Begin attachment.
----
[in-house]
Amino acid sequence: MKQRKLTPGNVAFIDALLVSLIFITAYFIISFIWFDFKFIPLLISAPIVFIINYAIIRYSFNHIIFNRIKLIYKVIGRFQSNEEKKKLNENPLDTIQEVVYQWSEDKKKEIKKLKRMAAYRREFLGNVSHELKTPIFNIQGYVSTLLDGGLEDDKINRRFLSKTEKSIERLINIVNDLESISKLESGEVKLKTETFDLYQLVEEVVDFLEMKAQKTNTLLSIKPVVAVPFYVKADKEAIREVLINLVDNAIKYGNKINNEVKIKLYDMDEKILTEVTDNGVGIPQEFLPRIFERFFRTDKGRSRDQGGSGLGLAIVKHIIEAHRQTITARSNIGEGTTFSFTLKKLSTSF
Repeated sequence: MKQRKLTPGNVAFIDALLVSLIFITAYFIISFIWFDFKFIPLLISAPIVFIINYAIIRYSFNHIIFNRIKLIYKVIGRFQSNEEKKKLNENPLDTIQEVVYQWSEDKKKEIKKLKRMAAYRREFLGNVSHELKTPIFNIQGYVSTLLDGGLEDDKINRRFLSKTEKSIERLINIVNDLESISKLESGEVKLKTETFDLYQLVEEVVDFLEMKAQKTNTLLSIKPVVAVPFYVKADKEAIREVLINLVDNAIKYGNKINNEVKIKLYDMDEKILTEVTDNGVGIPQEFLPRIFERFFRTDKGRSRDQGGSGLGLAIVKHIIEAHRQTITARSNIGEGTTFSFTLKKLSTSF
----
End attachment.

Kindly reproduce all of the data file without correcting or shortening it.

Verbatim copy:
[in-house]
Amino acid sequence: MKQRKLTPGNVAFIDALLVSLIFITAYFIISFIWFDFKFIPLLISAPIVFIINYAIIRYSFNHIIFNRIKLIYKVIGRFQSNEEKKKLNENPLDTIQEVVYQWSEDKKKEIKKLKRMAAYRREFLGNVSHELKTPIFNIQGYVSTLLDGGLEDDKINRRFLSKTEKSIERLINIVNDLESISKLESGEVKLKTETFDLYQLVEEVVDFLEMKAQKTNTLLSIKPVVAVPFYVKADKEAIREVLINLVDNAIKYGNKINNEVKIKLYDMDEKILTEVTDNGVGIPQEFLPRIFERFFRTDKGRSRDQGGSGLGLAIVKHIIEAHRQTITARSNIGEGTTFSFTLKKLSTSF
Repeated sequence: MKQRKLTPGNVAFIDALLVSLIFITAYFIISFIWFDFKFIPLLISAPIVFIINYAIIRYSFNHIIFNRIKLIYKVIGRFQSNEEKKKLNENPLDTIQEVVYQWSEDKKKEIKKLKRMAAYRREFLGNVSHELKTPIFNIQGYVSTLLDGGLEDDKINRRFLSKTEKSIERLINIVNDLESISKLESGEVKLKTETFDLYQLVEEVVDFLEMKAQKTNTLLSIKPVVAVPFYVKADKEAIREVLINLVDNAIKYGNKINNEVKIKLYDMDEKILTEVTDNGVGIPQEFLPRIFERFFRTDKGRSRDQGGSGLGLAIVKHIIEAHRQTITARSNIGEGTTFSFTLKKLSTSF